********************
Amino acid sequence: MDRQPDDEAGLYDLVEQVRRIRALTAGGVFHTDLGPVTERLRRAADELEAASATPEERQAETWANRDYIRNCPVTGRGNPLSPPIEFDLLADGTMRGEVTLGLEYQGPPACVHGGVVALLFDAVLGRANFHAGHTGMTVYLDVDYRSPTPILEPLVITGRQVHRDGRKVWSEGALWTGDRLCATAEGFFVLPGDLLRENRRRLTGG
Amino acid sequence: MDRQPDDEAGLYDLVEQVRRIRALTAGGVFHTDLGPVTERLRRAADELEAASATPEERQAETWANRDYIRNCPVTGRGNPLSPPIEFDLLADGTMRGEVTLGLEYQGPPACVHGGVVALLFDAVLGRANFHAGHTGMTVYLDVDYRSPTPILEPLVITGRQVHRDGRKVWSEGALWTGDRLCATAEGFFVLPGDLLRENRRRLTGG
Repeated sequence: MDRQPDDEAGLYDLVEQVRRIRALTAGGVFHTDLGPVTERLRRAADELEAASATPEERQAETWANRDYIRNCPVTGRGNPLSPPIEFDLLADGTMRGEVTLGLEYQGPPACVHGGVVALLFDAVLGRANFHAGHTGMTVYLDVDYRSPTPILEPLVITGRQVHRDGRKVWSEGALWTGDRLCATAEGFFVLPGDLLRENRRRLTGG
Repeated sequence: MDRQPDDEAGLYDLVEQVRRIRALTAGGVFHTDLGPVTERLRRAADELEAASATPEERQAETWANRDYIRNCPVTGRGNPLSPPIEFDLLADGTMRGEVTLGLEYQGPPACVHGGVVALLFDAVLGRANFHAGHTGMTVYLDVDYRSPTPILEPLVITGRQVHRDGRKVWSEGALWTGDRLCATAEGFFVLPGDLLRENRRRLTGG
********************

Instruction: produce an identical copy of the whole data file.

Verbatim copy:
Amino acid sequence: MDRQPDDEAGLYDLVEQVRRIRALTAGGVFHTDLGPVTERLRRAADELEAASATPEERQAETWANRDYIRNCPVTGRGNPLSPPIEFDLLADGTMRGEVTLGLEYQGPPACVHGGVVALLFDAVLGRANFHAGHTGMTVYLDVDYRSPTPILEPLVITGRQVHRDGRKVWSEGALWTGDRLCATAEGFFVLPGDLLRENRRRLTGG
Amino acid sequence: MDRQPDDEAGLYDLVEQVRRIRALTAGGVFHTDLGPVTERLRRAADELEAASATPEERQAETWANRDYIRNCPVTGRGNPLSPPIEFDLLADGTMRGEVTLGLEYQGPPACVHGGVVALLFDAVLGRANFHAGHTGMTVYLDVDYRSPTPILEPLVITGRQVHRDGRKVWSEGALWTGDRLCATAEGFFVLPGDLLRENRRRLTGG
Repeated sequence: MDRQPDDEAGLYDLVEQVRRIRALTAGGVFHTDLGPVTERLRRAADELEAASATPEERQAETWANRDYIRNCPVTGRGNPLSPPIEFDLLADGTMRGEVTLGLEYQGPPACVHGGVVALLFDAVLGRANFHAGHTGMTVYLDVDYRSPTPILEPLVITGRQVHRDGRKVWSEGALWTGDRLCATAEGFFVLPGDLLRENRRRLTGG
Repeated sequence: MDRQPDDEAGLYDLVEQVRRIRALTAGGVFHTDLGPVTERLRRAADELEAASATPEERQAETWANRDYIRNCPVTGRGNPLSPPIEFDLLADGTMRGEVTLGLEYQGPPACVHGGVVALLFDAVLGRANFHAGHTGMTVYLDVDYRSPTPILEPLVITGRQVHRDGRKVWSEGALWTGDRLCATAEGFFVLPGDLLRENRRRLTGG